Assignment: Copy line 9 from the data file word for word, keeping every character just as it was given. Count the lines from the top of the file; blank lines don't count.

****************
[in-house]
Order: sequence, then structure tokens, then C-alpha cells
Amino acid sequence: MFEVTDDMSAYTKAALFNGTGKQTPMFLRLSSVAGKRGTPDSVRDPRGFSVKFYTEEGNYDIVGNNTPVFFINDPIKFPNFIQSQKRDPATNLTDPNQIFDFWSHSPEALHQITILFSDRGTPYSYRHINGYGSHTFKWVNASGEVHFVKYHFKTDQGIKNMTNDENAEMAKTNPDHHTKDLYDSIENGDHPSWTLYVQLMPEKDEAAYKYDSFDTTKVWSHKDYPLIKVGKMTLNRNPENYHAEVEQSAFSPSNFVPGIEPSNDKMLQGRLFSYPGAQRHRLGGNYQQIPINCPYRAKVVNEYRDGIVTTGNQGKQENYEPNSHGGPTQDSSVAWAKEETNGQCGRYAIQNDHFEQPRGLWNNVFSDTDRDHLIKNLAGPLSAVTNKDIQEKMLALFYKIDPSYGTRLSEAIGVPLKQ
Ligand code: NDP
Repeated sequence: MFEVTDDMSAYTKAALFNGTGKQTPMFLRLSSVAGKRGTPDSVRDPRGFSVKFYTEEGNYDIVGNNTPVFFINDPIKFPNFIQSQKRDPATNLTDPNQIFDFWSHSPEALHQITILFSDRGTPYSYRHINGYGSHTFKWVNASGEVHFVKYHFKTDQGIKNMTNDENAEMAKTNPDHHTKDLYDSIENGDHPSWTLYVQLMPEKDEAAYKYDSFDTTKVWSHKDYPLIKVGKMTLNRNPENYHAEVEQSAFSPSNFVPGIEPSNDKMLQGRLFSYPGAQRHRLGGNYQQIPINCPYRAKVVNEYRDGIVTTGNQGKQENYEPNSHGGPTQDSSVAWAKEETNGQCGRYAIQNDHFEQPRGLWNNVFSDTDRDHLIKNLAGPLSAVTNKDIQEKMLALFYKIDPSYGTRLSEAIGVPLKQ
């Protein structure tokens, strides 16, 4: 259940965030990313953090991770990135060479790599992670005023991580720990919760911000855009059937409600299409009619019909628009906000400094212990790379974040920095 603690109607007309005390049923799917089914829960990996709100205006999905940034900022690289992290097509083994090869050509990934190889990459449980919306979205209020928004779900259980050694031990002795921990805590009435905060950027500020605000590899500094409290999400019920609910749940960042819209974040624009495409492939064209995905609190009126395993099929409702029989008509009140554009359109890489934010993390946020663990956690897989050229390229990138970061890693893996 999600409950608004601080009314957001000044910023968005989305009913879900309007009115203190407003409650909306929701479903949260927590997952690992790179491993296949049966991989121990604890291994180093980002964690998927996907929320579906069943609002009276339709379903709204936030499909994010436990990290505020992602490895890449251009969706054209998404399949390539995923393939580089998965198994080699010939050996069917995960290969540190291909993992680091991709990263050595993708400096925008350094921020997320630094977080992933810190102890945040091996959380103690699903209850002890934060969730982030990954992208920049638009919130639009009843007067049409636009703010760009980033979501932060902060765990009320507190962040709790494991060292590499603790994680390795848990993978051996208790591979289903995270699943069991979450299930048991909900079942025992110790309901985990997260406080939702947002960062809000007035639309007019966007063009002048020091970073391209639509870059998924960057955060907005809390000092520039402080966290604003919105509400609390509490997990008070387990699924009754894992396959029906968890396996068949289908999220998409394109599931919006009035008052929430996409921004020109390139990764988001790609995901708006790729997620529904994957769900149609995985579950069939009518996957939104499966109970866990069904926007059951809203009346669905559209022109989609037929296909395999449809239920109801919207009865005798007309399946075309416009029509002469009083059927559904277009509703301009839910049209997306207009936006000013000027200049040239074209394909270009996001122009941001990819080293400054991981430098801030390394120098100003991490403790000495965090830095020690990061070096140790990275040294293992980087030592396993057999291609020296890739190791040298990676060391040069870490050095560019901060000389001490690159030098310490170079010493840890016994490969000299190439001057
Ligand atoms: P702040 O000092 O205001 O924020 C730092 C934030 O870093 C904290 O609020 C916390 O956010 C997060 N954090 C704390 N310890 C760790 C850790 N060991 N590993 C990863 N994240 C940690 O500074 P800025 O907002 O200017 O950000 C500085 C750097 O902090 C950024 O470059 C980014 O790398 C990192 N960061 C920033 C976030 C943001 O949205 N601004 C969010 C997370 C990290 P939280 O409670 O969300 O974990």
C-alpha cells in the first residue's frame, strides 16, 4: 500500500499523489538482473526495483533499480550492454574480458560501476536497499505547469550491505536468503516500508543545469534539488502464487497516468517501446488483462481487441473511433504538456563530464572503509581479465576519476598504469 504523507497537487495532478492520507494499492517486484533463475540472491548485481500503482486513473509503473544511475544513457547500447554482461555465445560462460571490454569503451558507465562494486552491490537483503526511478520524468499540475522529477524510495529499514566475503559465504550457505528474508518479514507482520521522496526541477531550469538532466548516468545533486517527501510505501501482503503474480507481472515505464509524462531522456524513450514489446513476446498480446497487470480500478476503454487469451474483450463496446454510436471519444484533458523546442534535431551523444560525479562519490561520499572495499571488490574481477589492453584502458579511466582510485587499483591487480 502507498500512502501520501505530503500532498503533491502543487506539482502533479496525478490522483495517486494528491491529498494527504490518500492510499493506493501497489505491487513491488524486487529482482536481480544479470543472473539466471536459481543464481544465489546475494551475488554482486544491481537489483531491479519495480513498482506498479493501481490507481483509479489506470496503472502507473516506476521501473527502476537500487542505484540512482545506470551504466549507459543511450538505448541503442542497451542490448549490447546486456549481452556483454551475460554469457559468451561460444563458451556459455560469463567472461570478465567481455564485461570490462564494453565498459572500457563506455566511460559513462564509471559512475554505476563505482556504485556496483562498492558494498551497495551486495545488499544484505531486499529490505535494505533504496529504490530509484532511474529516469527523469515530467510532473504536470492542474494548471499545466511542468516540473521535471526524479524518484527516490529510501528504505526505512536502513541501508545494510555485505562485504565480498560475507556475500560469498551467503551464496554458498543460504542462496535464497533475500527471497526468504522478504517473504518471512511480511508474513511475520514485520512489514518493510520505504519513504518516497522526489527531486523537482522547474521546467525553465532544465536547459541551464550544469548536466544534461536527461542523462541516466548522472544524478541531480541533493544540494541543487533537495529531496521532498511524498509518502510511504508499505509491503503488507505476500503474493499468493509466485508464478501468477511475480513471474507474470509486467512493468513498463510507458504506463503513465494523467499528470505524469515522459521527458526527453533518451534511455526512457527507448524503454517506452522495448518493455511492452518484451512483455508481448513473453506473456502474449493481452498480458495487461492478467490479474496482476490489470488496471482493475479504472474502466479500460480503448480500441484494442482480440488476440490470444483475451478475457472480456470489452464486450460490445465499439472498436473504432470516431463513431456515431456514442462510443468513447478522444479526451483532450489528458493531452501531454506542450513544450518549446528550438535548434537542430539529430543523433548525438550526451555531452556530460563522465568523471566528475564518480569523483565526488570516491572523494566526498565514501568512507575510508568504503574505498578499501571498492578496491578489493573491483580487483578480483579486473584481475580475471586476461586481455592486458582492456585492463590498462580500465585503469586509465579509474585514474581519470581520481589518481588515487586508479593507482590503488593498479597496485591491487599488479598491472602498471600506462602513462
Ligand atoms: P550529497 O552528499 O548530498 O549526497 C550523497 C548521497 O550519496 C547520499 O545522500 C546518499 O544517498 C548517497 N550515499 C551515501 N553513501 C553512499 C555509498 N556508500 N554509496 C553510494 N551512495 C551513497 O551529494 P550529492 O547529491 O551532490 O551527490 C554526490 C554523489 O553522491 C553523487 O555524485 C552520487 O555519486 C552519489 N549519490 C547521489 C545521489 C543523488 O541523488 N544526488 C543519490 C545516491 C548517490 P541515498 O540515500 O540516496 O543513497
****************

Ligand atoms: P550529497 O552528499 O548530498 O549526497 C550523497 C548521497 O550519496 C547520499 O545522500 C546518499 O544517498 C548517497 N550515499 C551515501 N553513501 C553512499 C555509498 N556508500 N554509496 C553510494 N551512495 C551513497 O551529494 P550529492 O547529491 O551532490 O551527490 C554526490 C554523489 O553522491 C553523487 O555524485 C552520487 O555519486 C552519489 N549519490 C547521489 C545521489 C543523488 O541523488 N544526488 C543519490 C545516491 C548517490 P541515498 O540515500 O540516496 O543513497